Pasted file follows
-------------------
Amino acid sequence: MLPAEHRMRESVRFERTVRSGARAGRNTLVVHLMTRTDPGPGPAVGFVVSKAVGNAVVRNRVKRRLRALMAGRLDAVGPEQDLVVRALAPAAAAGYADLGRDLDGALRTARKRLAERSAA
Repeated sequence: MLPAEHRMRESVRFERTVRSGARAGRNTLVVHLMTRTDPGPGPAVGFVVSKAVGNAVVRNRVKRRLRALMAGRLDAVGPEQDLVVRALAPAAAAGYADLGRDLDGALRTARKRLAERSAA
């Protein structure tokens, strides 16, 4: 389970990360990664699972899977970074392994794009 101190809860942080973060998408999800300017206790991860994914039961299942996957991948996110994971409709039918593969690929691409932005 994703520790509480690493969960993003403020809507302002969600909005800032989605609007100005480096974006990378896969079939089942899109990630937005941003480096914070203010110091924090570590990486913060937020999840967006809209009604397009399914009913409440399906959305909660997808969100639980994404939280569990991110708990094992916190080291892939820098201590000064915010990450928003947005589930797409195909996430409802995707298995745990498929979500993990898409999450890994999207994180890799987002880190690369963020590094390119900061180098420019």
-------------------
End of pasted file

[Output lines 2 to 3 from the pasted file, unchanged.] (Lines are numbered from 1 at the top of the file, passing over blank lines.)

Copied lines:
Repeated sequence: MLPAEHRMRESVRFERTVRSGARAGRNTLVVHLMTRTDPGPGPAVGFVVSKAVGNAVVRNRVKRRLRALMAGRLDAVGPEQDLVVRALAPAAAAGYADLGRDLDGALRTARKRLAERSAA
């Protein structure tokens, strides 16, 4: 389970990360990664699972899977970074392994794009 101190809860942080973060998408999800300017206790991860994914039961299942996957991948996110994971409709039918593969690929691409932005 994703520790509480690493969960993003403020809507302002969600909005800032989605609007100005480096974006990378896969079939089942899109990630937005941003480096914070203010110091924090570590990486913060937020999840967006809209009604397009399914009913409440399906959305909660997808969100639980994404939280569990991110708990094992916190080291892939820098201590000064915010990450928003947005589930797409195909996430409802995707298995745990498929979500993990898409999450890994999207994180890799987002880190690369963020590094390119900061180098420019």